A blood blister may occur on hands and feet, and it is a type of blister, which forms when the subdermal tissue and blood vessels become damaged without piercing skin. This kind of blister consists of a pool made of lymph fluid, blood, and other body fluids that are trapped beneath skin. When punctured, the blister oozes a dark fluid.
At times, the fluid may be cut off from the other part of body and it dries out thereby leaving dead cell materials inside that blister. In this case, it forms a texture like that of putty. Some of the blisters may be painful and uncomfortable because of bruising where the blistering occurs. You might be wondering should you pop a blood blister.
Well, blood blisters can heal naturally on their own when they are not punctured or pierced, and you might want to consider leaving them to heal on their own.
Causes and symptoms
The red, black, purple discoloration you see in a blood blister is caused by traces of blood as the name suggests. It means there is blood inside the blister. But when you examine the anatomy of skin, you will find that there aren’t blood vessels in the epidermis where these blisters form. In skin, the blood vessels are located deeper in the dermis, which is below the epidermis.
Therefore, one may ask, how does blood end up in the blood blister formed on the upper skin layer. The answer to this is that, the presence of blood in the blister is an indication there has been an injury that occurred deeper in skin tissue with a significant pressure. This is one reason why you find that blood blisters often form over bony prominences and joints such as the toes, back of heel, and at the ball of foot or metatarsal heads.
The excess pressure usually raptures capillaries, which in turn causes bleeding that tracks into the blister. When you have high friction combined with excessive localized pressure, you are likely to get a blood blister. The blood coming from the dermis will stain the cells it gets into contact with causing the dark, purple discoloration.
Blood blisters are mainly caused by accidents whereby the skin is pinched by a tool, heavy weight, or physical force. These blisters may form due to forcible human contact such as grappling. With constant rubbing forth and back, you may have blood blisters forming on hands or foot. When there is trauma on skin such as burning, scalding, exposure to chemical, forceful pinching, or allergen on skin as well as viral and fungal infection, blood blisters can form.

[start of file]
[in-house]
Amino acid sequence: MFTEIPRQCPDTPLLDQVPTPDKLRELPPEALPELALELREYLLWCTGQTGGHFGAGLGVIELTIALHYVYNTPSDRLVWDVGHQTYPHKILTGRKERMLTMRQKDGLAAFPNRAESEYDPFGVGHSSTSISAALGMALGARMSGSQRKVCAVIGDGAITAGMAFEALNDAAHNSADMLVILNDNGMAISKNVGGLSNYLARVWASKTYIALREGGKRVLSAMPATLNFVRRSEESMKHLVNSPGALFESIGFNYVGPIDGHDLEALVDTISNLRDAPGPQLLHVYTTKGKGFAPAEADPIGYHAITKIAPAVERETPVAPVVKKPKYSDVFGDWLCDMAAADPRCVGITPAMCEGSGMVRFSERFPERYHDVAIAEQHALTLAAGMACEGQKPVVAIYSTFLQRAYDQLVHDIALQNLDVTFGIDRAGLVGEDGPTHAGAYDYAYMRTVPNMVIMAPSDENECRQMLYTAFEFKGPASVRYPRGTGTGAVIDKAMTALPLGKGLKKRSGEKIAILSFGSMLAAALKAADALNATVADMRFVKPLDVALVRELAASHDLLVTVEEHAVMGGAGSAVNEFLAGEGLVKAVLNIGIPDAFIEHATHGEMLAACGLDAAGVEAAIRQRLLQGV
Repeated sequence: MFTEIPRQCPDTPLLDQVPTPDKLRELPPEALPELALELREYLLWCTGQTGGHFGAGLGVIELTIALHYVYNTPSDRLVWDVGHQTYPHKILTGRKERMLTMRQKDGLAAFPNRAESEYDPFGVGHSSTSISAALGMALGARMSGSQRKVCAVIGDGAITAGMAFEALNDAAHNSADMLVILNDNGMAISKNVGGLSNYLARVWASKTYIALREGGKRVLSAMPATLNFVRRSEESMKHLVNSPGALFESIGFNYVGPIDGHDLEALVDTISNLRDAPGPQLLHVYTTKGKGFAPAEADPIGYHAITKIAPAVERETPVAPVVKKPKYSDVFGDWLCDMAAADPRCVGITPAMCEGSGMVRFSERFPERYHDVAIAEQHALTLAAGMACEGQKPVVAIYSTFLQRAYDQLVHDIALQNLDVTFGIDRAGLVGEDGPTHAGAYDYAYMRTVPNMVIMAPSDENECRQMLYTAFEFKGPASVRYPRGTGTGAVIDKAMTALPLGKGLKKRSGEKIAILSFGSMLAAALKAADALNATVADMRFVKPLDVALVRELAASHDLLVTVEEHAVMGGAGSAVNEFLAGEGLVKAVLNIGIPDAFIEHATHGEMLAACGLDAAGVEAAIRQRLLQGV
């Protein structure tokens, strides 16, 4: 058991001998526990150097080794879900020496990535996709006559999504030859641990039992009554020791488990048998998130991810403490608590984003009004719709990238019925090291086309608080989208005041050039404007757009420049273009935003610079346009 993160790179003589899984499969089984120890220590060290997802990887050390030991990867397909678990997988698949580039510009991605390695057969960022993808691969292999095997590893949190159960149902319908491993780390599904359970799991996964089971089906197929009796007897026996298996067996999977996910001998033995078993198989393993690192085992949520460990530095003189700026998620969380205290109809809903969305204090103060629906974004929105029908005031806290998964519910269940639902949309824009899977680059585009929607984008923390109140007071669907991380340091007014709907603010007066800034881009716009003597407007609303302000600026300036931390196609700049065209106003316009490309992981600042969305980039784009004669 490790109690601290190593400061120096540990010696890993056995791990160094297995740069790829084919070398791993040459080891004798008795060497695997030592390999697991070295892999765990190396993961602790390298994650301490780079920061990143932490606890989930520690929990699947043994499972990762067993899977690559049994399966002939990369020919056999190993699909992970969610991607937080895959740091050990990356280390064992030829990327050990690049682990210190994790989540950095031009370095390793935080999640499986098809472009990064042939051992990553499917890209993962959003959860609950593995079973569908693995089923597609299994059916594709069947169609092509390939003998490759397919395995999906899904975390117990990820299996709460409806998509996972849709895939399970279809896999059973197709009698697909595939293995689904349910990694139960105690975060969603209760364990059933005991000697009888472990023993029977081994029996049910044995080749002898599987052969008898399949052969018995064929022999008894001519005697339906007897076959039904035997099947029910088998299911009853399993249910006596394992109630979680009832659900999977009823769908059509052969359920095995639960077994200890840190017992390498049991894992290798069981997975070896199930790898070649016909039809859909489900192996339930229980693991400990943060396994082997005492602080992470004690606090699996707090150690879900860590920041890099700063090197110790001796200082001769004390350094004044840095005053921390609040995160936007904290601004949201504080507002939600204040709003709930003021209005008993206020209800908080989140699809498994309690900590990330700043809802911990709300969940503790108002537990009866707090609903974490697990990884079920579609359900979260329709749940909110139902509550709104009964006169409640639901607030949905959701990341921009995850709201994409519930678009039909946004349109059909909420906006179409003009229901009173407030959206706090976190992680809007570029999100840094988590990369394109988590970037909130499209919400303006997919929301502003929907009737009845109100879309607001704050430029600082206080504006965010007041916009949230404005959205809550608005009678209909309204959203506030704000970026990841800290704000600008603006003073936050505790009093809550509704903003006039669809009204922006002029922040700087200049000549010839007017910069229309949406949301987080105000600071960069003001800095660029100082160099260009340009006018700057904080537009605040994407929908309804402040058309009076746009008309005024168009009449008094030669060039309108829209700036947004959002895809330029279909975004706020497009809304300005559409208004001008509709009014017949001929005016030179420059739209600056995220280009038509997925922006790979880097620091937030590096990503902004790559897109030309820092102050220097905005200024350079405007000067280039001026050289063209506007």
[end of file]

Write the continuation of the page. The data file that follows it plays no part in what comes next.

A gradual application of friction for example from new shoe rubs, it may also cause blood blisters to form on the foot. When a blood blister first develops, it may be very painful. It resembles a friction blister in shape and size but there is a difference in that it appears dark due to the small amount of blood that is trapped in between layers of skin.
Treatment of blood blisters
Blood blisters are similar to the normal skin blisters and may not require medical attention. When left alone, they can heal naturally without treatment. New skin forms beneath the blister to allow it to start healing, and within a week or so, you may have it completely healed. However, if the blister is accidentally pierced or punctured, a small amount of blood may escape but the skin feels raw and very painful.
It is advisable that blisters are covered with a soft dressing that is sterilized. They should be washed frequently in order to keep them free of irritants. Leaving the blisters open may expose them to secondary infection such as bacteria. In the event that the blister breaks, an individual should treat it using antiseptic ointment in order to prevent infection from occurring.
Even if the blister raptures, it is paramount that the skin that is covering it is left intact. The layer of skin over the blisters provides a natural protection from infections that may be caused by bacteria. Nonetheless, if the blister does not heal on its own, it might require one to seek treatment. One might notice signs of infections such as redness, warmth, or inflammation, and these should be examined by a physician.
Should you pop a blood blister?
In essence, blood blisters should not be popped as this could expose one to infections by opening the skin over the blister. It also causes pain when it raptures and the best thing to do is to leave it to heal naturally. Try to remove any pressure on blister roof to prevent it from rupturing. Taking away pressure such as not wearing shoes or wearing open toed sandals if you have a blood blister on top of the toe, it may help keep the blister intact with no chances of infections.